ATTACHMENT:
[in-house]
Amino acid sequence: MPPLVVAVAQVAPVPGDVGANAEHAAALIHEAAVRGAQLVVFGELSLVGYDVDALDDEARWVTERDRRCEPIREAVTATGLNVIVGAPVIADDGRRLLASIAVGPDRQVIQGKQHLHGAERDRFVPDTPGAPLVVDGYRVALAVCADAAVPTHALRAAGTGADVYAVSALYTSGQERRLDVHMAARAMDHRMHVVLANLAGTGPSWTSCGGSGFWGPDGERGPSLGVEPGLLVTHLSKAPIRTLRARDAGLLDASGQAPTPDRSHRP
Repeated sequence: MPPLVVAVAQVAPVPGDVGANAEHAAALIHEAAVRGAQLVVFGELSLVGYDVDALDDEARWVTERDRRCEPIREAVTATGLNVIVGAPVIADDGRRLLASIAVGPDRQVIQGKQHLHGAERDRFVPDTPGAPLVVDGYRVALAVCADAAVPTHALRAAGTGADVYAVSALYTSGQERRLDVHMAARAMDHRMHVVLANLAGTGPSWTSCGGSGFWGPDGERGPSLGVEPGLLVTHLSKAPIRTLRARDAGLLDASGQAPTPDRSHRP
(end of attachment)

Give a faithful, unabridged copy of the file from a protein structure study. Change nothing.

[in-house]
Amino acid sequence: MPPLVVAVAQVAPVPGDVGANAEHAAALIHEAAVRGAQLVVFGELSLVGYDVDALDDEARWVTERDRRCEPIREAVTATGLNVIVGAPVIADDGRRLLASIAVGPDRQVIQGKQHLHGAERDRFVPDTPGAPLVVDGYRVALAVCADAAVPTHALRAAGTGADVYAVSALYTSGQERRLDVHMAARAMDHRMHVVLANLAGTGPSWTSCGGSGFWGPDGERGPSLGVEPGLLVTHLSKAPIRTLRARDAGLLDASGQAPTPDRSHRP
Repeated sequence: MPPLVVAVAQVAPVPGDVGANAEHAAALIHEAAVRGAQLVVFGELSLVGYDVDALDDEARWVTERDRRCEPIREAVTATGLNVIVGAPVIADDGRRLLASIAVGPDRQVIQGKQHLHGAERDRFVPDTPGAPLVVDGYRVALAVCADAAVPTHALRAAGTGADVYAVSALYTSGQERRLDVHMAARAMDHRMHVVLANLAGTGPSWTSCGGSGFWGPDGERGPSLGVEPGLLVTHLSKAPIRTLRARDAGLLDASGQAPTPDRSHRP